The collectors aver that their team's "standard practice" was to ask an informant about his sub-source, and if the sub-source was someone with whom their team had already spoken, to note that fact in the report. Decl. of Intelligence Collector 1 at ¶ 52 (J.A. 1552); Decl. of Intelligence Collector 2 at ¶ 29 (J.A. 1574). In his reply brief, Khan contends that this claim about the collectors' standard practice is "false and misleading" because it is assertedly inconsistent with evidence concerning their practice regarding Informants A and B. Pet'r Reply Br. 18. Even if we were to find such an inconsistency, we would not regard it as sufficient to discard the declarations as fabrications, as Khan suggests. But We agree with the district court that it is not possible to identify sources or assess reliability based on the redacted versions of the reports. But like the district court, we are not limited to the redacted versions. As we discussed in Part I, Khan's counsel indicated that he would be satisfied if the government gave the district court the unredacted reports to review in we need make no finding, one way or the other, because arguments saved for reply briefs are waived. See Students Against Genocide v. Dep't of State, 257 F.3d 828, 835 (D.C. Cir. 2001).
Although Khan attacks the collectors' credibility on a number of fronts, we review a district court's factfinding regarding the credibility of a witness only for clear error, Awad, 608 F.3d at 8, and we find no such error here. Khan complains that, because the collectors identify themselves with their alphanumeric codes and ranks rather than their actual names, their statements are not subject to the penalty of perjury and their oaths are meaningless. The district court properly rejected this argument, as it finds no support in either case law or the perjury statute, 18 U.S.C. § 1621. There is no serious dispute that the alphanumeric codes refer to specific individuals who could be identified for purposes of a perjury prosecution. Khan also argues that because, as the district court found, the declarations "inaccurately detail the timeline of when [one informant] introduced the collectors to [another informant]," Khan, 741 F.Supp.2d at 16, everything in the declarations should be disregarded as the product of wholesale fabrication. Although the court recognized that the timeline inaccuracies were disconcerting, it concluded that they did "not relate to the collectors' assessments of their sources' reliability," which were "supported by the collectors' independent verification of much of the reported information." Id. The district court's "decision to credit some of the statements of an individual but not others is reviewed for clear error," Awad, 608 F.3d at 8, and we find none here.
In short, the reports sourced to the three informants, supplemented by the Army intelligence collectors' declarations, are "a far cry from the `bare assertions' deemed unreliable in Parhat" because they "possess both endogenous and exogenous indicia of reliability." Barhoumi 609 F.3d at 429. We find no error in the district court's determination that they were reliable.
Khan also challenges the reliability of heavily redacted intelligence reports that describe items recovered in searches of his properties. Those reports are highly incriminating, both because of the nature of the items themselves and because their presence on Khan's properties further corroborates the informants' description of Khan's role in the Kandahar HIG cell. Most incriminating of all is the report that [Redaction 7]; see also Redaction 1 (describing the seized items).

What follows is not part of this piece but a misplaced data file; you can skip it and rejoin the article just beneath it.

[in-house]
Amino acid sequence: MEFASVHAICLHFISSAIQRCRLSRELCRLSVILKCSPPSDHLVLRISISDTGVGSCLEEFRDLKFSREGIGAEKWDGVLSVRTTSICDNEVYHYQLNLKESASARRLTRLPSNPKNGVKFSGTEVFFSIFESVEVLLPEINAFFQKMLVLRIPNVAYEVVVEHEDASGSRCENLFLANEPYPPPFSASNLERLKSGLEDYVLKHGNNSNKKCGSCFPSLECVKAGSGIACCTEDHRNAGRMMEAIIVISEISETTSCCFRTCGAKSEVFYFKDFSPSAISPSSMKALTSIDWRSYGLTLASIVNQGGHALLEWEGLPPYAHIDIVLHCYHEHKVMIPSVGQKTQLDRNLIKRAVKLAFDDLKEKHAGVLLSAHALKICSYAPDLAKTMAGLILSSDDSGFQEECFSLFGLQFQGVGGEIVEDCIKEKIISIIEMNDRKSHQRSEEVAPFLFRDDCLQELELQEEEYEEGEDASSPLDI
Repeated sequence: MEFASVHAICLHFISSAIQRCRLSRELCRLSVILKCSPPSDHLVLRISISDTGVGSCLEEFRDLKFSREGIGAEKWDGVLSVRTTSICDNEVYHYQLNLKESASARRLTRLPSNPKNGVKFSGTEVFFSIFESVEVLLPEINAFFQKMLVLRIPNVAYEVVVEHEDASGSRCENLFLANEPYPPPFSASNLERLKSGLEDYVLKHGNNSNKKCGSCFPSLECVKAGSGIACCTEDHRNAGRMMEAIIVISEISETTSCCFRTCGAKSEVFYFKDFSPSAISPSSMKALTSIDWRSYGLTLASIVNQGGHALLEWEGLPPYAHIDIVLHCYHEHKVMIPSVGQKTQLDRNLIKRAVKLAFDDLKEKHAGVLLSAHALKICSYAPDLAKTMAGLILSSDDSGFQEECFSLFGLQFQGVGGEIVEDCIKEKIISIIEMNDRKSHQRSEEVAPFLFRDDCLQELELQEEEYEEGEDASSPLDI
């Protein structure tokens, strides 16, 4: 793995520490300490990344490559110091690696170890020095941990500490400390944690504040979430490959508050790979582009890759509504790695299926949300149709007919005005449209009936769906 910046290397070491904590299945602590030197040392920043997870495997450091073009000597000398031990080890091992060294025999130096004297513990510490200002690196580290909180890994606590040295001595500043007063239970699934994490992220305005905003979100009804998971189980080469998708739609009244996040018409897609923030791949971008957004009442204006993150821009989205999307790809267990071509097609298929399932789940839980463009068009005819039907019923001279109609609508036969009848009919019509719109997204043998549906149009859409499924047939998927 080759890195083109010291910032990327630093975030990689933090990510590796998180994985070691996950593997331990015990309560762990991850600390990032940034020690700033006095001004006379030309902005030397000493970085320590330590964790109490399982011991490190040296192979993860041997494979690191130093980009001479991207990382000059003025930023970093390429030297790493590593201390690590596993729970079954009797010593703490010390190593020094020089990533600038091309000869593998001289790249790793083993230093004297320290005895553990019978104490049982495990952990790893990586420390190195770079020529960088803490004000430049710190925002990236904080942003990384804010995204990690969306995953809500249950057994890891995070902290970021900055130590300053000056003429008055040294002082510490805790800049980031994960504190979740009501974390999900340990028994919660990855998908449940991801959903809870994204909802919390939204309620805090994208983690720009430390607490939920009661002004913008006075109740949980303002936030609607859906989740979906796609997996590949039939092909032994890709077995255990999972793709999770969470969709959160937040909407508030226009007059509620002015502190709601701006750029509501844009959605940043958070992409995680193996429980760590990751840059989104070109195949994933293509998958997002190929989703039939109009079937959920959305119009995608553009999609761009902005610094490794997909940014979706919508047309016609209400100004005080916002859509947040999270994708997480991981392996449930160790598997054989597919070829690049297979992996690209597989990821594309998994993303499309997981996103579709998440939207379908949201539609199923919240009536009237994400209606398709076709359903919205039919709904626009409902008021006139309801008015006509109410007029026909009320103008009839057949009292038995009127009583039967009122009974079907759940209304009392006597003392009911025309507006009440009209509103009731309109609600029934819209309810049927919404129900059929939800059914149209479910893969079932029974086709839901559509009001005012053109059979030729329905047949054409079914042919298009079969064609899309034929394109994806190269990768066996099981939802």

As we noted in Part I, at the habeas hearing the district court expressed concern that the extensive redactions made it impossible to determine the source and timing of the reports or to assess their reliability. The court described one of the documents as "perhaps the most redacted report in history," and pressed the government to take it "back to your client agencies" for a declaration that might "confirm [its] legitimacy." Hr'g Tr. 47-50 (May 13, 2010) (J.A. 47-50). camera. The court seconded this suggestion, and the government obliged. The government also accepted the court's suggestion that it supplement the reports, which it did by providing both the court and Khan's counsel with a declaration (still classified, but with less sensitive information) that describes the reports' sources.
This circuit has previously suggested and endorsed the kind of search for reasonable alternatives that the parties and the court undertook here. In Parhat, for example, we said that where the source of classified information is "highly sensitive, . . . it can be shown to the court (and CSRT) alone." 532 F.3d at 849; see Bis-mullah v. Gates, 501 F.3d 178, 180 (D.C. Cir. 2007) ("[T]he Government may withhold from counsel, but not from the court, certain highly sensitive information."), vacated on other grounds, Gates v. Bismullah, 554 U.S. 913, 128 S.Ct. 2960, 171 L.Ed.2d 881 (2008). We also observed that "there may well be other forms in which the government can submit information that will permit an appropriate assessment of the information's reliability while protecting the anonymity of a highly sensitive source," noting both the federal courts' practice in the Fourth Amendment context and the authorization in the Classified Information Procedures Act (CIPA) for using nonclassified substitutions in criminal cases. Parhat, 532 F.3d at 849 (citing 18 U.S.C. App. Ill, § 4). Similarly, in Al Odah v. United States, we again suggested by analogy to CIPA that the government may offer alternatives to providing classified information, as long as they "suffice to provide the detainee with `a meaningful opportunity to demonstrate that he is being held pursuant to the erroneous application or interpretation of relevant law.'" 5.59 F.3d 539, 547 (D.C. Cir. 2009) (quoting Boumediene, 553 U.S. at 779, 128 S.Ct. 2229).